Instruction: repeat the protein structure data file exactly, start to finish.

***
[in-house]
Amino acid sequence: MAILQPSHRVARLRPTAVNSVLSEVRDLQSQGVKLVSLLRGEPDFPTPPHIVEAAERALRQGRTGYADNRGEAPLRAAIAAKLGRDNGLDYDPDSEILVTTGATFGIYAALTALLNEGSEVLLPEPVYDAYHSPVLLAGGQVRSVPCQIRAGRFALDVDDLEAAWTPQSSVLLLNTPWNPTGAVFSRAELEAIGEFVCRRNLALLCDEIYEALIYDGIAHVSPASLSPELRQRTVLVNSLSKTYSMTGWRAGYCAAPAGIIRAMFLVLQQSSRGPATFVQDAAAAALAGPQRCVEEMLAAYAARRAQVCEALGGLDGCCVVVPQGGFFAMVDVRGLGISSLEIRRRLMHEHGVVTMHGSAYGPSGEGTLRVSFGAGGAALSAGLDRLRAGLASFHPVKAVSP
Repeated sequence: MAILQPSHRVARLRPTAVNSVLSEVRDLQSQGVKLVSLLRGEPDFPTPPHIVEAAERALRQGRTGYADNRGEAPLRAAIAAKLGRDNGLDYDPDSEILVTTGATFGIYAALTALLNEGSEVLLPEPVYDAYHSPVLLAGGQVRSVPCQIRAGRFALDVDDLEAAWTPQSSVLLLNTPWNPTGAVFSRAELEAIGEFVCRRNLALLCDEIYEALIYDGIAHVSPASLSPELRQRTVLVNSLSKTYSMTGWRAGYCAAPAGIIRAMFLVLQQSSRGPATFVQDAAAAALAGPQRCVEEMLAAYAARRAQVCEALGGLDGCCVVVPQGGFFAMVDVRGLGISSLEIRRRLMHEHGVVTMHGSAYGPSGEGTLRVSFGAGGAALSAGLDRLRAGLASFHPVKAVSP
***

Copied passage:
[in-house]
Amino acid sequence: MAILQPSHRVARLRPTAVNSVLSEVRDLQSQGVKLVSLLRGEPDFPTPPHIVEAAERALRQGRTGYADNRGEAPLRAAIAAKLGRDNGLDYDPDSEILVTTGATFGIYAALTALLNEGSEVLLPEPVYDAYHSPVLLAGGQVRSVPCQIRAGRFALDVDDLEAAWTPQSSVLLLNTPWNPTGAVFSRAELEAIGEFVCRRNLALLCDEIYEALIYDGIAHVSPASLSPELRQRTVLVNSLSKTYSMTGWRAGYCAAPAGIIRAMFLVLQQSSRGPATFVQDAAAAALAGPQRCVEEMLAAYAARRAQVCEALGGLDGCCVVVPQGGFFAMVDVRGLGISSLEIRRRLMHEHGVVTMHGSAYGPSGEGTLRVSFGAGGAALSAGLDRLRAGLASFHPVKAVSP
Repeated sequence: MAILQPSHRVARLRPTAVNSVLSEVRDLQSQGVKLVSLLRGEPDFPTPPHIVEAAERALRQGRTGYADNRGEAPLRAAIAAKLGRDNGLDYDPDSEILVTTGATFGIYAALTALLNEGSEVLLPEPVYDAYHSPVLLAGGQVRSVPCQIRAGRFALDVDDLEAAWTPQSSVLLLNTPWNPTGAVFSRAELEAIGEFVCRRNLALLCDEIYEALIYDGIAHVSPASLSPELRQRTVLVNSLSKTYSMTGWRAGYCAAPAGIIRAMFLVLQQSSRGPATFVQDAAAAALAGPQRCVEEMLAAYAARRAQVCEALGGLDGCCVVVPQGGFFAMVDVRGLGISSLEIRRRLMHEHGVVTMHGSAYGPSGEGTLRVSFGAGGAALSAGLDRLRAGLASFHPVKAVSP